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Shutdown is preferable because it allows you to specify the reason for the drastic action -- something you should always do. The message will be recorded in the log(s) for posterity. For example: shutdown -r now 'Kernel upgrade requires reboot' You can also perform a scheduled reboot -- by specifying something other than now as the reboot time: shutdown -...


For Red Hat systems, there is no functional difference between reboot and shutdown -r now. Do whatever is easier for you.


If you take a look, in RHEL 7 both /sbin/shutdown and /sbin/reboot are actually just symlinks to systemd's systemctl command. So, use whatever you want. No functional difference as ewwhite told, not even in earlier RHEL releases which did not yet use systemd.


Using reboot is safer. Using reboot your intent is clear and there is no way to mistype it for something else like shutdown -t now which could leads to a few headache if you are using on a remote server with limited control.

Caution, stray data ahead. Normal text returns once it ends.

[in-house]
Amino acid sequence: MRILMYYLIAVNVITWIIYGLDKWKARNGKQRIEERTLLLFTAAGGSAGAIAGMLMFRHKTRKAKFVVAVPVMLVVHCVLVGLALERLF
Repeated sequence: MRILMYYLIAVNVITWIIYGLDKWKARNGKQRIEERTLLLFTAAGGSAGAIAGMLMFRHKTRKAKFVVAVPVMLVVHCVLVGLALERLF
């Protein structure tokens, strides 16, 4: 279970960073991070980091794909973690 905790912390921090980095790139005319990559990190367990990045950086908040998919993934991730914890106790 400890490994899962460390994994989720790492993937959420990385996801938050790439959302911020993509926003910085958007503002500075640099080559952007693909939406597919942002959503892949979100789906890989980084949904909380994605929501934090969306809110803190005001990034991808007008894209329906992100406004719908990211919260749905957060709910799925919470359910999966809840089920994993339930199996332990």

According manpage use $SCREEN -ls in order to determine if there already is an active screen in this environment. If there is no logs of your script in /var/log/upstart then try to add debug info in your script


No service is running as PID 4. PID 4 is always the system process itself, in Windows the http.sys kernel driver (running inside of PID 4) usually takes care of all http traffic and services and applications can register IP addresses and URLs to be forwarded to them. Run the following command: netsh http show servicestate or if the output is too long ...

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